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November 07, 2005


Bruce Hamm

Henry, what assets are you assuming would be in this new entity? Is your concept based on Microsoft and AOL both contribute their communications, advertising, access and content assets? Why would Microsoft, who has just made it clear that advertising is a huge opportunity for the company, place such strategic assets outside of their control? This is a long-term game (with online advertising reveneus growing for the next 10-15 years), and the AOL deal appears to be a short-term play stuffed with complexities than would challenge even the most adept management team. More importantly, this all seems premised on the attractiveness of such an entity and success in the capital markets, would investors really want a piece of a 'hey we're #3 story (the Avis-1 approach)? And, you would know this well, if the executive team at an AOL-MSN is acting in its shareholder base's best interests, what precludes them long-term from just doing a rich deal with Google for the search portion of the concern? How do you walk the balance between broad shareholder interests and strategic shareholder concerns?

Henry Blodget

I still think there is a difference between software and services--a difference that Ray Ozzie seemed to acknowledge in yesterday's memo, when he suggested that Microsoft's services would be able to plug into Windows but would not be made a part of Windows. And that's where I think Microsoft's business should be separated.

Part of the trouble I have with Microsoft's current strategy is that I just can't envision a company so vast and broad that it can compete successfully with Oracle, SAP, Sun, and IBM on one end and Google, Yahoo!, Time Warner, News Corp, eBay, and telecom companies on the other. I think the web services business and the software business should be separate, with cooperation encouraged but not forced, and I don't think Microsoft's shareholders would lose from this (Microsoft EGOS would lose, but so it goes).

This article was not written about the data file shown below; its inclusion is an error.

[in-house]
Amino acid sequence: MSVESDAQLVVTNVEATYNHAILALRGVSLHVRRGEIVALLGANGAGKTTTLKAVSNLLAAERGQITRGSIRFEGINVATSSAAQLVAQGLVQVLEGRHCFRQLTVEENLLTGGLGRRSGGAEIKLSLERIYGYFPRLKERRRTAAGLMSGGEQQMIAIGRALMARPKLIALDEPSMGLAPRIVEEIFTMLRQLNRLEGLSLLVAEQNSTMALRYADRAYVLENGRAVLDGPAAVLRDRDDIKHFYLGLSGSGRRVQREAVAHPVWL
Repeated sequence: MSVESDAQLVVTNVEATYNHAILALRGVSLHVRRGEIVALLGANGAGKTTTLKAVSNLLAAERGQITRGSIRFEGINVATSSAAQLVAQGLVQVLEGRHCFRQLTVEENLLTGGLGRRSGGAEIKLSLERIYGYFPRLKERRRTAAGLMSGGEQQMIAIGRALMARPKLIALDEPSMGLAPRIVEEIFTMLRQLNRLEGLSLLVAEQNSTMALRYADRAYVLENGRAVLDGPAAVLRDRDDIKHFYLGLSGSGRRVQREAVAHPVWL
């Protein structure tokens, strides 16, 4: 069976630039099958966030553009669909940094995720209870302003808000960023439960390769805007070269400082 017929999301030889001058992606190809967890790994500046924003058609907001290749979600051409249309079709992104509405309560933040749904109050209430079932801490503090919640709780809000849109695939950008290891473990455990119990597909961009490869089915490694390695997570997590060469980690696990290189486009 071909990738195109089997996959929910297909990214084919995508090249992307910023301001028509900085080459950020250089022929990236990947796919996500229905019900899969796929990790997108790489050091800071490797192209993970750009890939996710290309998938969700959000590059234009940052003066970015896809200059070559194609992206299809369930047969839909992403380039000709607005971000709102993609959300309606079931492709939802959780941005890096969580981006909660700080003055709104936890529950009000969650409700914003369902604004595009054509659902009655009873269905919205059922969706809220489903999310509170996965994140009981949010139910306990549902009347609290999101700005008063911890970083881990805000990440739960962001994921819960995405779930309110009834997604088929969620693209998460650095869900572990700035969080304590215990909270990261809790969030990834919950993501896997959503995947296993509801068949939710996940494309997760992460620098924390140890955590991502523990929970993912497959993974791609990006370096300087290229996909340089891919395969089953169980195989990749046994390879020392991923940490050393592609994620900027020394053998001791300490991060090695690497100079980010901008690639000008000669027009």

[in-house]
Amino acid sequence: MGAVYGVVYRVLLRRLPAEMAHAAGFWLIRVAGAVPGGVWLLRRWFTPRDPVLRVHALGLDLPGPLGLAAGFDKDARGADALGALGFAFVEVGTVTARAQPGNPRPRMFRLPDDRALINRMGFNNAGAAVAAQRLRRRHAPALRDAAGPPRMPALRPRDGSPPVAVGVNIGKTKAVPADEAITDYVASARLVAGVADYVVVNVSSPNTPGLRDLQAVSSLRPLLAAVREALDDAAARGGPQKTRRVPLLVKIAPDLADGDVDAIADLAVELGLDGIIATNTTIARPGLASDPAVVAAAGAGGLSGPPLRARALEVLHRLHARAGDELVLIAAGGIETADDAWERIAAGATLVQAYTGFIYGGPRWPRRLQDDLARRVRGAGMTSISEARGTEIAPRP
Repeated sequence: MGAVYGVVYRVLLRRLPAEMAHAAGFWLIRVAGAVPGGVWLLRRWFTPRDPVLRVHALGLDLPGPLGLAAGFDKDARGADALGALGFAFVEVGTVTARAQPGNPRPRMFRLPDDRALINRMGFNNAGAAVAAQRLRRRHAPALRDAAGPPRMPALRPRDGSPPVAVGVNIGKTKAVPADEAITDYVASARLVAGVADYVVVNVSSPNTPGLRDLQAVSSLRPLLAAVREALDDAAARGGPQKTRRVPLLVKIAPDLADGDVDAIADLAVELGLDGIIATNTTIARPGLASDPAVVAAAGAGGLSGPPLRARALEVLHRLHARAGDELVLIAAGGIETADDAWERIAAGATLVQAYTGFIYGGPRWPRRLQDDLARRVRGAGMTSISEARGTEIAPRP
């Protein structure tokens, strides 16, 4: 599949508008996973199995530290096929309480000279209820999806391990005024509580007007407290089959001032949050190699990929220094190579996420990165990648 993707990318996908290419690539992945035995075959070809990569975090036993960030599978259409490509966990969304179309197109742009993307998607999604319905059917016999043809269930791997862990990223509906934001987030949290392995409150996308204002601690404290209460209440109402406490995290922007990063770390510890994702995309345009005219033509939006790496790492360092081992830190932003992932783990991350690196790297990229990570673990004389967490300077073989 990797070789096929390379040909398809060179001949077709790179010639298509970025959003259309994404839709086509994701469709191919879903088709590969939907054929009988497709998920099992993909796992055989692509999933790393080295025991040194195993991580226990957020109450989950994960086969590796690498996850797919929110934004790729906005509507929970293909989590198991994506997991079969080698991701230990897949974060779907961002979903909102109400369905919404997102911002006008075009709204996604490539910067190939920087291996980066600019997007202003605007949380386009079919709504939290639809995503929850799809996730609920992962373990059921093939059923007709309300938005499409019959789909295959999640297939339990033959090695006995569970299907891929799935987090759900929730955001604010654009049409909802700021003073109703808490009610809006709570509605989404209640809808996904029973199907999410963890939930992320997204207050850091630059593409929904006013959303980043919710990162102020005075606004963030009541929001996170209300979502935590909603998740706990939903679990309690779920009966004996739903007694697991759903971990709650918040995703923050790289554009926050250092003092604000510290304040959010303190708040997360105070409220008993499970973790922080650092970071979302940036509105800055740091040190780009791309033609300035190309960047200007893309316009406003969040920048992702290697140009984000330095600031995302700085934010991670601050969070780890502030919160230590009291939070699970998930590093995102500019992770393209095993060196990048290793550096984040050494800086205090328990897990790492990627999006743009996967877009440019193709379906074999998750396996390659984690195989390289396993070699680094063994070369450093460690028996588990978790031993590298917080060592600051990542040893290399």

As for whether the capital markets would support a No. 3, yes--especially if the company had the strategic backing of big media and Microsoft. The market would not support it indefinitely--the company would have to deliver, of course--but there would certainly be interest. And more important than the capital markets, I think, would be Madison Avenue, which would embrace the company, if only as a means of undermining the Google near-monopoly.

What goes into the entity? All of AOL and all of MSN. Full stop.


MSN is an also-ran, AOL is a listing barge! Reality is, they just can't muscle this one around ala the browser race of yesteryear. Google is in the business of building better mousetraps. If they can build a better literary index then they will take away from Amazon, if they can build a better garage-sale index, then they will take away from eBay and similarly from the instant messengers and the VoIP services and the news portals and the list goes on.

The most telling example of what's awaiting Microsoft is how easy it was for Google to launch an assault on Hotmail and show that it can be done easier, faster and better. Best of all, it was just an experiment, a warning salvo across the bow, courtesy the Google Labs.

The biggest advantage that Google has over Microsoft and all other players for that matter, is the ease with which this company moves. No drumbeats, no strategy cookbooks, no infinite-delays, just a steady stream of fluid motion.